Over the next 18 months, René made a flurry of monumental life changes. She moved to Richmond, Virginia; divorced her husband of 23 years; left the bank and her religion; produced her first CD Renaissance (1999); won the title role in the Richmond world premiere production of “Ella and Her Fella, Frank,”; and signed to the Maxjazz record label. In 2000 Maxjazz released How Can I Keep from Singing, which immediately grabbed the jazz industry’s attention. Three more acclaimed albums on the label followed: Vertigo (2001), Live at Jazz Standard (2003) and Serene Renegade (2004) along with glowing national press.

In 2005 René moved to Denver and assumed creative ownership of her career, self-releasing and co-producing her 6th release, Experiment in Truth (2007). In 2008, she originated and produced Two Skirts and A Shirt, a show of 70’s protest music that toured nationally and featured jazz vocalists Carla Cook and Allan Harris. She wrote and starred in Slut Energy Theory: U’Dean, a heralded one-woman musical drama about overcoming abuse and incest, which premiered at the Cherry Lane Theater in New York City in October 2009. Its soundtrack became her 7th recording. Always focused on healing and giving back, René launched a series of vocal therapy group sessions in 2010 that she called SLAM.

Voice of My Beautiful Country showcased René’s Americana core and announced her signing with the Motéma label. The stunning 2011 release spanned a century’s worth of American music from traditional to folk to Tin Pan Alley songs and also gave voice to patriotic songs as if composed by disenfranchised Americans. Black Lace Freudian Slip (Motéma) followed that same year and tapped into longing, independence and prayerful introspection. She brought all of her experience and interests together with her lauded 2013 release, I Wanna Be Evil: With Love to Eartha Kitt (Motéma), which was nominated for Best Jazz Vocal Album at the 57th GRAMMY Awards. René highlighted Ms. Kitt’s undaunted commitment to the power of the feminine and to social justice. Her second GRAMMY Nomination in the same category recognized her next Motéma release of all originals, Sound of Red (2017). Always a strong lyricist and composer, she created an 11-song journey that gives insight into profound turning points of her life. Her clever songcraft and sensual vocal delivery made those personal moments not only meaningful but also enlightening to her growing audience.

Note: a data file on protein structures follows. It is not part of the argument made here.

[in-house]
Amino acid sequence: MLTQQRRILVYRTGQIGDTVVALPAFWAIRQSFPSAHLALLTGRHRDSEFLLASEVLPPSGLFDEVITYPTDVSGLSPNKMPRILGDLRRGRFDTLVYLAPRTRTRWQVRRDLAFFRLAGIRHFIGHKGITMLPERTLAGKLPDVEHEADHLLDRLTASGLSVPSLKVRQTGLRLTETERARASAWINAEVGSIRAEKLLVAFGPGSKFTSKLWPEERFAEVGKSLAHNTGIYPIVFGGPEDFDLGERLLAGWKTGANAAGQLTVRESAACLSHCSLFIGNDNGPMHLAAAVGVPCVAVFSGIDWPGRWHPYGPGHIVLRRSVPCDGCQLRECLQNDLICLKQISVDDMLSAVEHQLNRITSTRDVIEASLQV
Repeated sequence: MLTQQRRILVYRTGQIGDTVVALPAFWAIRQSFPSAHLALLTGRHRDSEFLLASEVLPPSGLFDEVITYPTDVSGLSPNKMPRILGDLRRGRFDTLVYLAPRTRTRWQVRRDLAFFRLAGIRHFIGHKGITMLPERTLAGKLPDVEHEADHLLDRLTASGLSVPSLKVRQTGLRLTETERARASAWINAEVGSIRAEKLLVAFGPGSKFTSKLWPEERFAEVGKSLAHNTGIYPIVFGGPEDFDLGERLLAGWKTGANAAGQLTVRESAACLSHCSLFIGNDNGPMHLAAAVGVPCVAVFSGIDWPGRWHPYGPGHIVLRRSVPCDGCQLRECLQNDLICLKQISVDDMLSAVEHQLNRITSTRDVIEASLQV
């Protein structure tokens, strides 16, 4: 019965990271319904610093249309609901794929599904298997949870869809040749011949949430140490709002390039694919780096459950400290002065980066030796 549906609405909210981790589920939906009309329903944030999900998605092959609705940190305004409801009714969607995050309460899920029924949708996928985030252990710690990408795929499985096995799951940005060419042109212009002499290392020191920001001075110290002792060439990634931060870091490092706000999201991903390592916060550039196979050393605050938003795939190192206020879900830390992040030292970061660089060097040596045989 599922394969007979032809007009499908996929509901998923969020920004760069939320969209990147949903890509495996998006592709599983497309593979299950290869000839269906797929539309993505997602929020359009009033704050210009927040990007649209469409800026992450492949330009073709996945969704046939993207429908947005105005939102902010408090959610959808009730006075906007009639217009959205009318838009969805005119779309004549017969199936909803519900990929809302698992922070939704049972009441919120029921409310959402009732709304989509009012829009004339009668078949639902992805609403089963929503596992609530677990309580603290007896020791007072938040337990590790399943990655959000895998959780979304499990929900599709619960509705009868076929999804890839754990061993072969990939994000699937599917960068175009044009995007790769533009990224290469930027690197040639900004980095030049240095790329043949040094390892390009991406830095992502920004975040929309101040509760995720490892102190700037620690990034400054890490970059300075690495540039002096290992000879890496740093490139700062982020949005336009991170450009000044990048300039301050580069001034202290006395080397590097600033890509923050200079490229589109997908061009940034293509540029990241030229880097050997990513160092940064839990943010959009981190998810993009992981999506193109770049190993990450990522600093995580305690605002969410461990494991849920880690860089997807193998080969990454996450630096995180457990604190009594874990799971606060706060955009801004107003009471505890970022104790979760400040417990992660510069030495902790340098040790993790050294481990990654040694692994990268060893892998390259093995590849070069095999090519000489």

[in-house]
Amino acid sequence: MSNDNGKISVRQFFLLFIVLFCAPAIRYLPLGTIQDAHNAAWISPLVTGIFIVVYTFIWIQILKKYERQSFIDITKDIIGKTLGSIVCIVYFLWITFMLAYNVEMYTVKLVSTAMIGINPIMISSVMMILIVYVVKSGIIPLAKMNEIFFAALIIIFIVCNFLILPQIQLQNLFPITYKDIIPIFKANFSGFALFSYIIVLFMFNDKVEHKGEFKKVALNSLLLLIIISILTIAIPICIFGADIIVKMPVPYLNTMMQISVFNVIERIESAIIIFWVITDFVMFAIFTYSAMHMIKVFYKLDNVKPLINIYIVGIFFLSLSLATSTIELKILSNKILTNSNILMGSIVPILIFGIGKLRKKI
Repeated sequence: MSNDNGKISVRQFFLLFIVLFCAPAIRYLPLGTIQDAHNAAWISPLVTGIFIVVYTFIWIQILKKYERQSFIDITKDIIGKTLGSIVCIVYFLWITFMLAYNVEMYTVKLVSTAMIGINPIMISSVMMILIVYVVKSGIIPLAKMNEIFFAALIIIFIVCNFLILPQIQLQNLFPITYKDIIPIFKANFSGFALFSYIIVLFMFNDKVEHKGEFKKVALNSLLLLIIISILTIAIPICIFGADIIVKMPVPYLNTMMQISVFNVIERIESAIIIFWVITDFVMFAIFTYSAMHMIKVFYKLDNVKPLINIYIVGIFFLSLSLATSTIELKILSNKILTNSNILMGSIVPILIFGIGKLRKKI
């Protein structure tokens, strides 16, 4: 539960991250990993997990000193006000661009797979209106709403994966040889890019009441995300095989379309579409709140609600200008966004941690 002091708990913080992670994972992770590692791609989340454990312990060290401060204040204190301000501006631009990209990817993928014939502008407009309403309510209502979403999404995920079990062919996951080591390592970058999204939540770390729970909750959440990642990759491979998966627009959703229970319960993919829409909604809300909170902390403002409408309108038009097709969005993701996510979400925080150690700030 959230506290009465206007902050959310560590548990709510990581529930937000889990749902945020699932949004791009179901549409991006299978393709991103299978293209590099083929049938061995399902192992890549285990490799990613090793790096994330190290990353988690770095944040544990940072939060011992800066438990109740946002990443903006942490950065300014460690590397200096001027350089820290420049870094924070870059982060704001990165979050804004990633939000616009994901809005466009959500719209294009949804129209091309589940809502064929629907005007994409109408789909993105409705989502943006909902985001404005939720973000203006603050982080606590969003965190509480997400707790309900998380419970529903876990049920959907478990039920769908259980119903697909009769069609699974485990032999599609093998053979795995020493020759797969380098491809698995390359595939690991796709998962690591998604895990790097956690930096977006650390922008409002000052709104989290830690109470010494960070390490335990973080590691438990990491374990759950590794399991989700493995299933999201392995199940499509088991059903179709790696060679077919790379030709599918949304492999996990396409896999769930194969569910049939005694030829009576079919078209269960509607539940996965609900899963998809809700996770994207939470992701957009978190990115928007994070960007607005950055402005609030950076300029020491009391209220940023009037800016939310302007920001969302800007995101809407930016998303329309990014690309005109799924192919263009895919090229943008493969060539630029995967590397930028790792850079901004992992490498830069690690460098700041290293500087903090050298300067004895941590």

René has a deeply personal understanding of music’s capacity to change lives. Together with her touring and recording group, Experiment in Truth, she fearlessly explores the nooks and crannies of the human psyche and experience. Songs about inner strength, family ties, self-determination, and positivity are on her set list along with those about homelessness, domestic abuse, depression, and addiction. René is a frequent star guest of the Lincoln Center Jazz Orchestra, Count Basie Orchestra, Chicago Jazz Orchestra, New Orleans Jazz Orchestra, and many more that tap into big, brassy celebrations of fun and sass.

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Caramoor is proud to be a grantee of ArtsWestchester with funding made possible by Westchester County government with the support of County Executive George Latimer.
All concerts made possible by the New York State Council on the Arts with the support of the Office of the Governor and the New York State Legislature.